The GMB has warned a bid by Chinese General Nuclear (CGN) to buy a stake in the troubled Moorside nuclear power station is “not the solution”.
The trade union’s national secretary, Justin Bowden, described the on-going problems around the project as a “financing pantomime” and called on the government to step in and support the plant.
Utility Week reported earlier this week that the state-backed CGN confirmed to Reuters it is looking to bid for an equity stake in the NuGen site in Cumbria.
“We are willing to utilise our experience in nuclear design, construction and operation for more than 30 years to support the development of Britain’s nuclear industry,” a company spokesman said in a statement.
In response, Bowden this “latest offer of overseas aid” suggests “the lessons of Toshiba have still to be learned”.
“Most members of the public will be looking on in continued bewilderment at the financing pantomime surrounding Moorside and asking why on earth the UK government hasn’t stepped in rather than touting around the world looking for another government to take over a responsibility that ultimately rests with it?” said Bowden.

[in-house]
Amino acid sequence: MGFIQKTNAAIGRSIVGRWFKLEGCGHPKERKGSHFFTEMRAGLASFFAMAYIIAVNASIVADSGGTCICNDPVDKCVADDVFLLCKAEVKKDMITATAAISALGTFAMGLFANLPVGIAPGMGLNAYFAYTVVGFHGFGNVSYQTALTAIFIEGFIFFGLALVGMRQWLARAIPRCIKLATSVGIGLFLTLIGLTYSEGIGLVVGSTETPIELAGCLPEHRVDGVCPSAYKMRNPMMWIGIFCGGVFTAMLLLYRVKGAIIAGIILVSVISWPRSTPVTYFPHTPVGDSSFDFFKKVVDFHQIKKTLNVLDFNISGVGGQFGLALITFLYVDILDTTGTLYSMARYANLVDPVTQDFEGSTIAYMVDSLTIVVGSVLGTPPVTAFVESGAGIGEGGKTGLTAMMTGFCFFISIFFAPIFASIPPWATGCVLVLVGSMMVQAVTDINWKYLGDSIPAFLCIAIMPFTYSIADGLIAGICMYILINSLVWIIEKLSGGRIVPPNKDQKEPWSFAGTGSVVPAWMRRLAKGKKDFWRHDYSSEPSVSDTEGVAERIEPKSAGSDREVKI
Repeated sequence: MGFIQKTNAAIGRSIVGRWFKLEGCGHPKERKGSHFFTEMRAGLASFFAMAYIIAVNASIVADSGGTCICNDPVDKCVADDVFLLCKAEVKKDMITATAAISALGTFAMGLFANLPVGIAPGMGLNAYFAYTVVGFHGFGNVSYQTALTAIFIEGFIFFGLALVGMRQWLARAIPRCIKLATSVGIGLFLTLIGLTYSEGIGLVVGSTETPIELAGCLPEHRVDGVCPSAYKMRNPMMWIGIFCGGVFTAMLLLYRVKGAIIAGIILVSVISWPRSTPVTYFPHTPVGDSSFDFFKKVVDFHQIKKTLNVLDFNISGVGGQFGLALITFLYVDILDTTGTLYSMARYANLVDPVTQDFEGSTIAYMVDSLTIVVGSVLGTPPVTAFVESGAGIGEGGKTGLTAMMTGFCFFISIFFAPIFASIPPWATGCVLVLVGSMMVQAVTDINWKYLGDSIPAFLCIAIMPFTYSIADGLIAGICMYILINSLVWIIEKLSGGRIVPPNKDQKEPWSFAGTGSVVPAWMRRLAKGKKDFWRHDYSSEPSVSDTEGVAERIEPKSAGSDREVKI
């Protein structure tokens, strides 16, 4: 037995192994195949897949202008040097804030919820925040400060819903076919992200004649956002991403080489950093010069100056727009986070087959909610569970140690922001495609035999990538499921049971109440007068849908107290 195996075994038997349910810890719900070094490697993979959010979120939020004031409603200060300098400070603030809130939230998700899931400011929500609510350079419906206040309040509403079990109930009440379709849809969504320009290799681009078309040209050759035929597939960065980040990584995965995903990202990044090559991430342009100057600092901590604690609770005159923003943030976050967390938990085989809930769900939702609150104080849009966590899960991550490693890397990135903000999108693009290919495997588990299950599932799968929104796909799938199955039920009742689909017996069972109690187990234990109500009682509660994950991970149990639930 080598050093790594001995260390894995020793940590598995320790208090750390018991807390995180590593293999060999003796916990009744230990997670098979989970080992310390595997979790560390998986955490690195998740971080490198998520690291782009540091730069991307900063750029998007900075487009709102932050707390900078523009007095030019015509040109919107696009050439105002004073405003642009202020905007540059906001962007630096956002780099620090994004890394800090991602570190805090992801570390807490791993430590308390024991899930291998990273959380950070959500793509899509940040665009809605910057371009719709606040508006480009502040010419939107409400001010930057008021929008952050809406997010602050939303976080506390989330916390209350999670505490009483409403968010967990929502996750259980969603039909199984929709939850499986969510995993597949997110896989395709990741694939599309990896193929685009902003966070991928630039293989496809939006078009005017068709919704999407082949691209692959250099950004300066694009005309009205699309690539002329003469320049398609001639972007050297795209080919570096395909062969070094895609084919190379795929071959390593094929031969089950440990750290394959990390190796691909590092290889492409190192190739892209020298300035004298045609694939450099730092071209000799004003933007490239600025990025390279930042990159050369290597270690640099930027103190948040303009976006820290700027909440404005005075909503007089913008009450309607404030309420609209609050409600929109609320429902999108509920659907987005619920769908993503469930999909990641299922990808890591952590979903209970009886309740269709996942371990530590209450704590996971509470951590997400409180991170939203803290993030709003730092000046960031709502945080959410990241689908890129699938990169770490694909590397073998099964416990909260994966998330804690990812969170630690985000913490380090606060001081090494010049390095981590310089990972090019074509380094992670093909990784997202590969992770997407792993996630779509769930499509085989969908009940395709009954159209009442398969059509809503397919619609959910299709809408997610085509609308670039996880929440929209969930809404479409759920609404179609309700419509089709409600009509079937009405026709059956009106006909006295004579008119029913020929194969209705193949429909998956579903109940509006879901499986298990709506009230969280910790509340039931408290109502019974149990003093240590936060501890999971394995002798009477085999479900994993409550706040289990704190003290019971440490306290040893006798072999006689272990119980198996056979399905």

“The UK civil nuclear industry was once the envy of the world; going cap in hand to the Chinese, Koreans or whoever is not the solution when Moorside and new nuclear should be a key cornerstone of government-led UK industrial strategy going forward.
“The UK government cannot keep pretending to be a passive spectator,” he added.
The nuclear power project was originally developed by Toshiba and Engie.
But in April, Engie sold its 40 per cent stake in the project to Toshiba for around ¥15.3 billion (£110 million).
The French firm invoked a contractual right to offload its share in the event of a default, after Toshiba’s subsidiary Westinghouse, which was due to supply three of its AP1000 reactors for the project, filed for bankruptcy protection in the US.